Informace o publikaci

Chemical (C, N, S, black carbon, soot and char) and stable carbon isotope composition of street dusts from a major West African metropolis: Implications for source apportionment and exposure


BANDOWE Benjamin A. Musa NKANSAH Marian Asantewah LEIMER Sophia FISCHER Daniela LAMMEL Gerhard HAN Yongming

Rok publikování 2019
Druh Článek v odborném periodiku
Časopis / Zdroj Science of the Total Environment
Fakulta / Pracoviště MU

Přírodovědecká fakulta

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Klíčová slova Carbon; Nitrogen; Sulphur; Urban pollution; Polycyclic aromatic compounds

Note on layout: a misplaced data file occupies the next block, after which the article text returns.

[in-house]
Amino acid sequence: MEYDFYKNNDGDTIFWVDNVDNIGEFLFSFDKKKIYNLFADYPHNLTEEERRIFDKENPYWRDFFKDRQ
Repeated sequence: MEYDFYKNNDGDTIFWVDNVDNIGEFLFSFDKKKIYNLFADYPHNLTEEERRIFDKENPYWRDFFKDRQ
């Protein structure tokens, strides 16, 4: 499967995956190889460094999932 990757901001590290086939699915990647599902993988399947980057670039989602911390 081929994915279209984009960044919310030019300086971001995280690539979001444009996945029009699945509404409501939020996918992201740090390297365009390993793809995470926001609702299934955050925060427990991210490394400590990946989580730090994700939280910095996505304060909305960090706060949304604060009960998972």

Popis Street dust is a major source of pollution and exposure of residents of West Africa to toxic chemicals. There is however, limited knowledge about the chemical composition and sources of street dust in urban areas of sub-Saharan Africa. The total carbon (TC), nitrogen (TN), sulfur (TS) and the stable carbon isotope ratios (delta C-13) contents of street dust sampled from 25 sites distributed across Kumasi (a metropolis in Ghana with a population of ca.2 million) were determined. In addition, black carbon (BC) and their subunits (soot and char) in these samples were also determined. The concentrations of TC, TN and TS in the dusts were 5-71 mg g(-1), 0.3-4.3 mg g(-1) and 0.2-1.4 mg g(-1), respectively. The concentrations of TC, TN and TS were higher than at the background site of the metropolis by a factor of 5.1 (range: 1.7-12), 3.9 (1.1-13) and 2.8 (0.7-5), respectively. The BC, char and soot concentrations in these samples averaged 1.6 mg g(-1) (0.13-4.4), 1.2 mg g(-1) (0.08-3.7) and 0.36 mg g(-1) (0.05-1.5), respectively. The concentrations of BC, char and soot in the street dust were higher than in the background location by factors of 5 (range: 0.8-13), 6 (0.7-17) and 3 (0.5-12), respectively. The TC, TN, TS, BC, soot and char concentrations were positively correlated with each other and with polycyclic aromatic compounds (PAHs, oxygenated PAHs and azaarenes from a previous study), indicating their common origin and fate. The delta C-13 values ranged from -27 to -24 [parts per thousand], with more polluted sites being more depleted in C-13. Based on the chemical composition of the street dusts, the 25 sites could be clustered into four groups by hierarchical cluster analysis which reflect areas of varying anthropogenic influence and, accordingly, exposure to hazardous chemicals.

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